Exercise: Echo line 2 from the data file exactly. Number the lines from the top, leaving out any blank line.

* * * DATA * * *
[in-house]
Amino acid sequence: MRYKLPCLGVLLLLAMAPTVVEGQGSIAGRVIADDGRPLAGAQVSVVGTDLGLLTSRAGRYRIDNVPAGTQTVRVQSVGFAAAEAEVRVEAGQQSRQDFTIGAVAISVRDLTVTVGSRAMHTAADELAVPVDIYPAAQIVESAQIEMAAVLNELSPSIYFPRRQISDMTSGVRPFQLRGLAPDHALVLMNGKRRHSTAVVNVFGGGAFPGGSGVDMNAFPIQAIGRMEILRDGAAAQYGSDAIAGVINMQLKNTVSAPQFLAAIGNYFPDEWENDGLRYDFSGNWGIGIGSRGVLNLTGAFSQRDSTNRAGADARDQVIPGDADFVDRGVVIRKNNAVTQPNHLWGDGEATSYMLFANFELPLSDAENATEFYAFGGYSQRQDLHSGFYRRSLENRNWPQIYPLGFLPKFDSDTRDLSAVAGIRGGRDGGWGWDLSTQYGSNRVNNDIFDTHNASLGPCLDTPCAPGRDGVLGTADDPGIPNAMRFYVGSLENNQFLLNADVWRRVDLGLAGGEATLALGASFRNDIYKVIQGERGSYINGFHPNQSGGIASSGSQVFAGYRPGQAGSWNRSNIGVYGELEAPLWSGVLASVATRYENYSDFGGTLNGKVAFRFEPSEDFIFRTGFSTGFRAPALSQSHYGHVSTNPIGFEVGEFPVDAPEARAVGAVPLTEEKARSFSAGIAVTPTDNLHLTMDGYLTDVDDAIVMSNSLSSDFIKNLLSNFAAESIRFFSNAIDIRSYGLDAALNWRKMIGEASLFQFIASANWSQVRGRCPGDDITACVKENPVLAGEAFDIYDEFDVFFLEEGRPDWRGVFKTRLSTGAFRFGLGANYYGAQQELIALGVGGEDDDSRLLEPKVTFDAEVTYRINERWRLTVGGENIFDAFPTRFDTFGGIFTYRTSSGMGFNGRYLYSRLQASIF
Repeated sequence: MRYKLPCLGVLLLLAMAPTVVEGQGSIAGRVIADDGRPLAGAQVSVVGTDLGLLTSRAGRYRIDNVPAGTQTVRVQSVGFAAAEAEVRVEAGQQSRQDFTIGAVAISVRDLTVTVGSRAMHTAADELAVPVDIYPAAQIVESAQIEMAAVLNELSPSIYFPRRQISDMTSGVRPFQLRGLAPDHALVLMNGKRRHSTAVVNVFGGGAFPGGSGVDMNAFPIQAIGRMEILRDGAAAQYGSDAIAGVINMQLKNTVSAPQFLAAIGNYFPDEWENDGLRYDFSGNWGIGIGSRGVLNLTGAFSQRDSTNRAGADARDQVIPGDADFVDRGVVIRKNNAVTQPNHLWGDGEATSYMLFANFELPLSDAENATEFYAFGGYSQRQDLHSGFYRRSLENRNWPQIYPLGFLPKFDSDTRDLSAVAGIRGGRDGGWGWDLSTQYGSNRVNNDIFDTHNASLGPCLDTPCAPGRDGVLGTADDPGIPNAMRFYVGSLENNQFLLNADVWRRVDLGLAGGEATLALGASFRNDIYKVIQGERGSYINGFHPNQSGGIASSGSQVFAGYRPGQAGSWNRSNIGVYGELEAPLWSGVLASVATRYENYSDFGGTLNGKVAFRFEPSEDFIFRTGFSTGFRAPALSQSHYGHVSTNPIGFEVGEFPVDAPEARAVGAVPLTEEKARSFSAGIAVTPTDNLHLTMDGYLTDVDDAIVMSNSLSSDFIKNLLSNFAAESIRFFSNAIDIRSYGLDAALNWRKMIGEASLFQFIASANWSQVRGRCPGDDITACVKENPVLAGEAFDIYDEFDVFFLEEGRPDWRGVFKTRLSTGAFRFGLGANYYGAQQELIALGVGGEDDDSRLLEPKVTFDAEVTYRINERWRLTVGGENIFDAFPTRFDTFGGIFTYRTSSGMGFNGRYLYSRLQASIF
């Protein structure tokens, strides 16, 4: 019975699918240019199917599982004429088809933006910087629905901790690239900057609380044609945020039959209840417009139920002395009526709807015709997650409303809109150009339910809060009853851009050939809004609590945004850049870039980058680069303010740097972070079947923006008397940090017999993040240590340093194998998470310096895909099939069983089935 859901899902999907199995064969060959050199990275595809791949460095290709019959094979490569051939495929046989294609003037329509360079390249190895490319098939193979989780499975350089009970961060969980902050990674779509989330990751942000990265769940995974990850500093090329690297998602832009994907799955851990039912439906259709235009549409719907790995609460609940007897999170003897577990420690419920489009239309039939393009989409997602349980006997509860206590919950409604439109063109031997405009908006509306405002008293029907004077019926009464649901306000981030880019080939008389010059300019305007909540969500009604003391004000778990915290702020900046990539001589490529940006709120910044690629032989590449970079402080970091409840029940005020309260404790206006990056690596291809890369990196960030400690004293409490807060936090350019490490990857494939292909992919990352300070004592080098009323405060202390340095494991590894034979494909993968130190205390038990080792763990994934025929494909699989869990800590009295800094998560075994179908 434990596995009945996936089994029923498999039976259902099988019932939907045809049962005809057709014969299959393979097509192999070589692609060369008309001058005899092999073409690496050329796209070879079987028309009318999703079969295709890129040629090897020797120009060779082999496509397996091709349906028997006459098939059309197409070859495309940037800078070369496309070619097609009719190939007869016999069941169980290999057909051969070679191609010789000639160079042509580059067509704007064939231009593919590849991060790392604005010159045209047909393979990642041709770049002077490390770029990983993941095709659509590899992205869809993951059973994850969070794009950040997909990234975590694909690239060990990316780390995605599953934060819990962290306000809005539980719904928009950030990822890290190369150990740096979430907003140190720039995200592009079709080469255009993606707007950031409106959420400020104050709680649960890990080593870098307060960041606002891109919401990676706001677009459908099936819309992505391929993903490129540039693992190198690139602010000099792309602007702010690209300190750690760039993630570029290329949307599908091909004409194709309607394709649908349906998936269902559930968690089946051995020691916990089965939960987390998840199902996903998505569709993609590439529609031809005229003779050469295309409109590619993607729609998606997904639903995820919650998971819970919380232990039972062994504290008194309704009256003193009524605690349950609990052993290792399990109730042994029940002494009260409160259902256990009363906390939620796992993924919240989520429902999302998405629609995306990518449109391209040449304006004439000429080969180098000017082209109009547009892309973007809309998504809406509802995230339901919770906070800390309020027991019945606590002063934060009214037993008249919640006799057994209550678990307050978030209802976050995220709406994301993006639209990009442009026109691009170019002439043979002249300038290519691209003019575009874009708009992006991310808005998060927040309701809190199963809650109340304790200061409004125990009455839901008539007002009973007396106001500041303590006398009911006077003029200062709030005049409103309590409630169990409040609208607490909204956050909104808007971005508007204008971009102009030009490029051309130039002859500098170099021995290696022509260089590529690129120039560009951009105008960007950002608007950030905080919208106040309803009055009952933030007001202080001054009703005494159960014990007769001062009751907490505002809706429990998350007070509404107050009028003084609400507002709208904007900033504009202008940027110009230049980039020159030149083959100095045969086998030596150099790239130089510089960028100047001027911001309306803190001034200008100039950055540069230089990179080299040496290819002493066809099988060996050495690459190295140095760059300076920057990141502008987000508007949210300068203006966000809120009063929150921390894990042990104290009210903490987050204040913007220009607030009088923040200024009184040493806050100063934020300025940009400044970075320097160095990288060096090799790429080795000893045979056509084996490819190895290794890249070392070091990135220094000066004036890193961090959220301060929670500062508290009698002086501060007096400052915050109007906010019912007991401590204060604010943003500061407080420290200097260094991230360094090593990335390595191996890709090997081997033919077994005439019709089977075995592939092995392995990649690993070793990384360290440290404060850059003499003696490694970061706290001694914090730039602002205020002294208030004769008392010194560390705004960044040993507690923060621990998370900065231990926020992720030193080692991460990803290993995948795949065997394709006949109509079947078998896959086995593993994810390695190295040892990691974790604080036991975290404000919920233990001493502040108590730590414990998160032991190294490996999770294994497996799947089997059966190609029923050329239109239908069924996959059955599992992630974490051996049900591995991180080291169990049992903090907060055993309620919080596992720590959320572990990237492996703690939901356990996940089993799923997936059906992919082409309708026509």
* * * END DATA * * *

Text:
Amino acid sequence: MRYKLPCLGVLLLLAMAPTVVEGQGSIAGRVIADDGRPLAGAQVSVVGTDLGLLTSRAGRYRIDNVPAGTQTVRVQSVGFAAAEAEVRVEAGQQSRQDFTIGAVAISVRDLTVTVGSRAMHTAADELAVPVDIYPAAQIVESAQIEMAAVLNELSPSIYFPRRQISDMTSGVRPFQLRGLAPDHALVLMNGKRRHSTAVVNVFGGGAFPGGSGVDMNAFPIQAIGRMEILRDGAAAQYGSDAIAGVINMQLKNTVSAPQFLAAIGNYFPDEWENDGLRYDFSGNWGIGIGSRGVLNLTGAFSQRDSTNRAGADARDQVIPGDADFVDRGVVIRKNNAVTQPNHLWGDGEATSYMLFANFELPLSDAENATEFYAFGGYSQRQDLHSGFYRRSLENRNWPQIYPLGFLPKFDSDTRDLSAVAGIRGGRDGGWGWDLSTQYGSNRVNNDIFDTHNASLGPCLDTPCAPGRDGVLGTADDPGIPNAMRFYVGSLENNQFLLNADVWRRVDLGLAGGEATLALGASFRNDIYKVIQGERGSYINGFHPNQSGGIASSGSQVFAGYRPGQAGSWNRSNIGVYGELEAPLWSGVLASVATRYENYSDFGGTLNGKVAFRFEPSEDFIFRTGFSTGFRAPALSQSHYGHVSTNPIGFEVGEFPVDAPEARAVGAVPLTEEKARSFSAGIAVTPTDNLHLTMDGYLTDVDDAIVMSNSLSSDFIKNLLSNFAAESIRFFSNAIDIRSYGLDAALNWRKMIGEASLFQFIASANWSQVRGRCPGDDITACVKENPVLAGEAFDIYDEFDVFFLEEGRPDWRGVFKTRLSTGAFRFGLGANYYGAQQELIALGVGGEDDDSRLLEPKVTFDAEVTYRINERWRLTVGGENIFDAFPTRFDTFGGIFTYRTSSGMGFNGRYLYSRLQASIF